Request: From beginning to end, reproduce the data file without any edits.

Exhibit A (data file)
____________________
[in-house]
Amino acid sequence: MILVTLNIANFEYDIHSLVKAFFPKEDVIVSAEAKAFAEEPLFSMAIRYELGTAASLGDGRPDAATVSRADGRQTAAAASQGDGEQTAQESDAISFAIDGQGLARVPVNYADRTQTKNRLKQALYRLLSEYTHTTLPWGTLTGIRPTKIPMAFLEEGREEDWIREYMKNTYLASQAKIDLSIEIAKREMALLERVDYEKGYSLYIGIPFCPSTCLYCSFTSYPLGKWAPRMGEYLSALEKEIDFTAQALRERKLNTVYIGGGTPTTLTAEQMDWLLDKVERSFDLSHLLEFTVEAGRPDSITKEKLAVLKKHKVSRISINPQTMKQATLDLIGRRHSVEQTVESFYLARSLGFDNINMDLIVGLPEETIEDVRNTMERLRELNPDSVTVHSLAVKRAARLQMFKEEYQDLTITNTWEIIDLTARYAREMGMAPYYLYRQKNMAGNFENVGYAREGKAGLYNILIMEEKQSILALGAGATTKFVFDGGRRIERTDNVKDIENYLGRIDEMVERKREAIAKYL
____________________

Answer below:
[in-house]
Amino acid sequence: MILVTLNIANFEYDIHSLVKAFFPKEDVIVSAEAKAFAEEPLFSMAIRYELGTAASLGDGRPDAATVSRADGRQTAAAASQGDGEQTAQESDAISFAIDGQGLARVPVNYADRTQTKNRLKQALYRLLSEYTHTTLPWGTLTGIRPTKIPMAFLEEGREEDWIREYMKNTYLASQAKIDLSIEIAKREMALLERVDYEKGYSLYIGIPFCPSTCLYCSFTSYPLGKWAPRMGEYLSALEKEIDFTAQALRERKLNTVYIGGGTPTTLTAEQMDWLLDKVERSFDLSHLLEFTVEAGRPDSITKEKLAVLKKHKVSRISINPQTMKQATLDLIGRRHSVEQTVESFYLARSLGFDNINMDLIVGLPEETIEDVRNTMERLRELNPDSVTVHSLAVKRAARLQMFKEEYQDLTITNTWEIIDLTARYAREMGMAPYYLYRQKNMAGNFENVGYAREGKAGLYNILIMEEKQSILALGAGATTKFVFDGGRRIERTDNVKDIENYLGRIDEMVERKREAIAKYL